- Are you aware of the emotions present within your classroom environment?
- Educators are taught to focus on action rather than on feeling the emotions below the surface.
- The core emotions are fear, anger, sadness, shame, jealousy, disgust, happiness, and love.
- Identify and unpack emotions so you can take care of yourself.
- Instead of putting “I am” before a feeling word, try saying something like “I am noticing that I’m feeling anger.”
Emotions in the Classroom
As a self-contained special education teacher, I was very aware of the emotions that existed in my classroom during the day. However, reflecting back, I don’t know that I used this information to my advantage. Throughout the day, while teaching the core subjects of reading, math, science, social studies, and writing, emotions were often high. Although thinking back, while I was teaching, I didn’t think of emotions being high. I always referred to behaviors being high.
The challenge with this mindset is that I constantly focused on the actions of the student. The observable actions dictated my responses. And, the challenge here is that by doing this, I forgot about what was lying underneath the behavior. I wasn’t giving time, attention, compassion, or energy to the thoughts and feelings fueling the behaviors I was seeing.Thinking of emotions as energy in motion helps to remind me that emotions are purposeful. Emotions help connect the dots that are often invisible to the eye. They create awareness in a sea of uncertainty. Click To Tweet
Releasing from Society’s Desires
When I stop and reflect on why it was more natural for me as an educator to focus on the actions over the emotions, it didn’t take very long for me to come up with an answer. It’s what we are taught to do. We, as human beings, are conditioned to focus on doing, over honoring the emotions underneath the surface. As a result, for the past 16 years, I have dedicated much of my own personal and professional development to better understanding the emotions within me and how these emotions drive the actions I take each and every day, in and out of the classroom.
The work we do as educators is monumental. What other profession gets to impact the future in the present moments of today? What other career path provides you the opportunity to empower students to inquire, remain curious, and ignite transformative change? With those opportunities, emotions are present. Many emotions are present. In her book, Onward, Elena Augilar breaks down emotions into eight core emotions. The core emotions are fear, anger, sadness, shame, jealousy, disgust, happiness, and love. Within each of those categories are 20+ more emotions. That’s a lot of emotions!
The high level of emotions we face in a day is what makes this work so crucial to your own resilience as an educator! Emotions will be present. They come from our students, staff, families, and ourselves! It is so important to remember that they are energy. Thinking of emotions as energy in motion helps to remind me that emotions are purposeful. Emotions help connect the dots that are often invisible to the eye. They create awareness in a sea of uncertainty. As soon as my emotions shift from a feeling of belonging to a feeling of being neglected, I know it’s time for some inner work. It’s time to unpack the shift and learn to identify the truth behind the trigger.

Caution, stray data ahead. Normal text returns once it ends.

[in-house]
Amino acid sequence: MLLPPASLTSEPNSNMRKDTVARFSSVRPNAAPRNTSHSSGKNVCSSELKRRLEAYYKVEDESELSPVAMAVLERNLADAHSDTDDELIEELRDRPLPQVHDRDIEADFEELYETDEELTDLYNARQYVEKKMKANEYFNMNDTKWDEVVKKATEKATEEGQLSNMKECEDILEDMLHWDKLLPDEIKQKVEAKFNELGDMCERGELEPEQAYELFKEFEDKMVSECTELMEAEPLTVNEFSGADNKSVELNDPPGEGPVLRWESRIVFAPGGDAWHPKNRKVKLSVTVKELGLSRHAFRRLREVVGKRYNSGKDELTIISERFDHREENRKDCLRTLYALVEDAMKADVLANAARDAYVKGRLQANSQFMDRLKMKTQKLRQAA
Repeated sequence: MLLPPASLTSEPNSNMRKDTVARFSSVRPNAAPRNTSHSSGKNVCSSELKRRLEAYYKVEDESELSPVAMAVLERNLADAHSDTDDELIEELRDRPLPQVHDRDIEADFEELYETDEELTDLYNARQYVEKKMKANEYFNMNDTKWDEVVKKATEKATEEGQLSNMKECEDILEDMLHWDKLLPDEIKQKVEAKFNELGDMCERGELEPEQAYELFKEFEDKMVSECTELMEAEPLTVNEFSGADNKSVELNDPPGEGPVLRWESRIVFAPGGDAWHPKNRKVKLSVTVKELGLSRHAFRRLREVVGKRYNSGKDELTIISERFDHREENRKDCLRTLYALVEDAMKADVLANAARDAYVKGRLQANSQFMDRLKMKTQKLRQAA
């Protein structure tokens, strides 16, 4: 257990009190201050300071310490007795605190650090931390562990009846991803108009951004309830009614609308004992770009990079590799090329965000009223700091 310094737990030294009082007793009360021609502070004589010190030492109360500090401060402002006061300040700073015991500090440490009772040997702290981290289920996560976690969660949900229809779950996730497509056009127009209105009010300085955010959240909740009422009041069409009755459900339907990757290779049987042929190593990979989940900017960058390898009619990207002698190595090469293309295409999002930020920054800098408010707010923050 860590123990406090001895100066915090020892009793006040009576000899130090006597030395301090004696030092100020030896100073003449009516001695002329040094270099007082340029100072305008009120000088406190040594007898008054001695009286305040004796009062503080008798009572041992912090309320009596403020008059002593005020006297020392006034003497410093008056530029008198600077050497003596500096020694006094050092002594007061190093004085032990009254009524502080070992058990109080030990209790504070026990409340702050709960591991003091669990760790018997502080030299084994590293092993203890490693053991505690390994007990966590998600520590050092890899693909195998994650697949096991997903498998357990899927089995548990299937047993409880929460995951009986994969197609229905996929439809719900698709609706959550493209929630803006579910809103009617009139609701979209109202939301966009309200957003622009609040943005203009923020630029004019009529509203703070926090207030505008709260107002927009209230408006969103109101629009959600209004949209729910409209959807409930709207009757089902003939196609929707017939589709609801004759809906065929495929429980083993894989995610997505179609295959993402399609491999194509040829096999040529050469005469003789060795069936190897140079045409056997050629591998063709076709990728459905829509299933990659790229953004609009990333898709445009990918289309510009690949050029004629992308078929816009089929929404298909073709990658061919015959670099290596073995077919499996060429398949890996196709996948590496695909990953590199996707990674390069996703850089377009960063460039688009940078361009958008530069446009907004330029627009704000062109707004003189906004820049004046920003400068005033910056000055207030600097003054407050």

Spending Time with the Emotions You Feel
Emotional changes will happen, yet it is important to remember that you are not your emotions. Exploring your emotions as an educator isn’t about finding the right emotion or eliminating the wrong emotion. As Susan David tells us, “emotions are data, not directives.” Learning to identify the emotion, unpack its strength, and expand the story, we are able to discover the truth behind what is triggering us, while remaining open and accepting to the situations we find ourselves in. Give yourself time and space to listen to your emotions without judgment. Use reflective tools such as meditation or journaling to become more aware and accept the emotions you are feeling.[scroll down to keep reading]
Educator Emotions: Reframing Activity
Exploring our emotions is not a one-day activity. It’s an everyday opportunity. By learning how to become aware of our emotions and not allowing the emotions to define who we are, we are able to remain present, calm, and accepting of the lessons we are learning each day. As this blog series is “think better,” the reframing thought I’d love for you to leave with today is this:
You are not your emotions!
You are you and that, my friends, is a powerful statement.
One simple reframe to put this into practice today: Instead of using the words “I am” before an emotion like “I am angry,” instead use “I am noticing that I’m feeling anger.”
Mindset change happens with small, simple, and strategic steps and this is one reframe that you can start using today!
Today, and every day, honor who YOU are from the inside out. Listen to your emotions. Really listen to them. And always remember that they are simple energy in motion and so when it is time, release them, and honor the love and compassion YOU have for the educator that YOU are!
About Lindsay Titus
Lindsay Titus is a K-12 Behavior Specialist with a license in behavior analyst. As a Board Certified Behavior Analyst, Lindsay coaches and trains educators on the study of behavior and how to implement evidence based behavior principles in simple and easy ways! With experience as a classroom special education teacher, and behavior specialist in public schools, residential placement, and private settings, Lindsay enjoys working with all educators looking to reignite their passion for education, connect with all students, and conquer challenging behavior in any classroom setting.